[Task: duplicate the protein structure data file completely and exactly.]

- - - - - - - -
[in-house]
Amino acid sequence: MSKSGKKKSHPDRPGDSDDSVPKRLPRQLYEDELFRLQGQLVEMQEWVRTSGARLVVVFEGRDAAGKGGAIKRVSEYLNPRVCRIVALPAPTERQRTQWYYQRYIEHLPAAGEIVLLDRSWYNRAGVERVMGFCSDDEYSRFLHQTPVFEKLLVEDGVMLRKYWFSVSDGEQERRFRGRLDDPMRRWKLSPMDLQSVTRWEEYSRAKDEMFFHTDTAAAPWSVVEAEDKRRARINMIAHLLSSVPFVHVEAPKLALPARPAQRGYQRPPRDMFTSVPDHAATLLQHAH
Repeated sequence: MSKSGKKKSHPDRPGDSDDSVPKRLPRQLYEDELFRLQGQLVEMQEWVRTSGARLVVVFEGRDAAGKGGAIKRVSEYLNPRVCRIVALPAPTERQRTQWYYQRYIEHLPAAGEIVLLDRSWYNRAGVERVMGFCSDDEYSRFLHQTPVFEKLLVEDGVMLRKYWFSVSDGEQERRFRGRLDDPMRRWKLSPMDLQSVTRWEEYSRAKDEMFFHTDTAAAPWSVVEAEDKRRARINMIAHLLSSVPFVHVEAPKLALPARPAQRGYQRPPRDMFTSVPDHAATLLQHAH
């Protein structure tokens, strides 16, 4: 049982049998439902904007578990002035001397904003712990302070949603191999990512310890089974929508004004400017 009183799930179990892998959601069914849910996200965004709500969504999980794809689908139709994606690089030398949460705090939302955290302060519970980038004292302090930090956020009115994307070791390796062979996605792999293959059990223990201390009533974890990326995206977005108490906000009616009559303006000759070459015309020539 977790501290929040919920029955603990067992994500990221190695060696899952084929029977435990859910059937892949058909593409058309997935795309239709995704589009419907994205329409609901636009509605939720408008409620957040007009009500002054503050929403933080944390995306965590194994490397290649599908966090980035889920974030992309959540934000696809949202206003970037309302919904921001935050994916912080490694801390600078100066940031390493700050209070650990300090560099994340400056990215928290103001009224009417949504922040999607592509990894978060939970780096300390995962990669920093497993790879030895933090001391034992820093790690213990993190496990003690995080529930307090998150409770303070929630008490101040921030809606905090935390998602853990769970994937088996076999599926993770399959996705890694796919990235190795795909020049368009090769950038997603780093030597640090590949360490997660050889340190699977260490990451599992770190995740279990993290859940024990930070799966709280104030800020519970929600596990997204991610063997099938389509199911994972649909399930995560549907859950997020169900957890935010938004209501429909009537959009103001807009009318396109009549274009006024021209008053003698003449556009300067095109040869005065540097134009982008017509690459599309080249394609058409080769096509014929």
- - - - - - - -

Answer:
[in-house]
Amino acid sequence: MSKSGKKKSHPDRPGDSDDSVPKRLPRQLYEDELFRLQGQLVEMQEWVRTSGARLVVVFEGRDAAGKGGAIKRVSEYLNPRVCRIVALPAPTERQRTQWYYQRYIEHLPAAGEIVLLDRSWYNRAGVERVMGFCSDDEYSRFLHQTPVFEKLLVEDGVMLRKYWFSVSDGEQERRFRGRLDDPMRRWKLSPMDLQSVTRWEEYSRAKDEMFFHTDTAAAPWSVVEAEDKRRARINMIAHLLSSVPFVHVEAPKLALPARPAQRGYQRPPRDMFTSVPDHAATLLQHAH
Repeated sequence: MSKSGKKKSHPDRPGDSDDSVPKRLPRQLYEDELFRLQGQLVEMQEWVRTSGARLVVVFEGRDAAGKGGAIKRVSEYLNPRVCRIVALPAPTERQRTQWYYQRYIEHLPAAGEIVLLDRSWYNRAGVERVMGFCSDDEYSRFLHQTPVFEKLLVEDGVMLRKYWFSVSDGEQERRFRGRLDDPMRRWKLSPMDLQSVTRWEEYSRAKDEMFFHTDTAAAPWSVVEAEDKRRARINMIAHLLSSVPFVHVEAPKLALPARPAQRGYQRPPRDMFTSVPDHAATLLQHAH
């Protein structure tokens, strides 16, 4: 049982049998439902904007578990002035001397904003712990302070949603191999990512310890089974929508004004400017 009183799930179990892998959601069914849910996200965004709500969504999980794809689908139709994606690089030398949460705090939302955290302060519970980038004292302090930090956020009115994307070791390796062979996605792999293959059990223990201390009533974890990326995206977005108490906000009616009559303006000759070459015309020539 977790501290929040919920029955603990067992994500990221190695060696899952084929029977435990859910059937892949058909593409058309997935795309239709995704589009419907994205329409609901636009509605939720408008409620957040007009009500002054503050929403933080944390995306965590194994490397290649599908966090980035889920974030992309959540934000696809949202206003970037309302919904921001935050994916912080490694801390600078100066940031390493700050209070650990300090560099994340400056990215928290103001009224009417949504922040999607592509990894978060939970780096300390995962990669920093497993790879030895933090001391034992820093790690213990993190496990003690995080529930307090998150409770303070929630008490101040921030809606905090935390998602853990769970994937088996076999599926993770399959996705890694796919990235190795795909020049368009090769950038997603780093030597640090590949360490997660050889340190699977260490990451599992770190995740279990993290859940024990930070799966709280104030800020519970929600596990997204991610063997099938389509199911994972649909399930995560549907859950997020169900957890935010938004209501429909009537959009103001807009009318396109009549274009006024021209008053003698003449556009300067095109040869005065540097134009982008017509690459599309080249394609058409080769096509014929």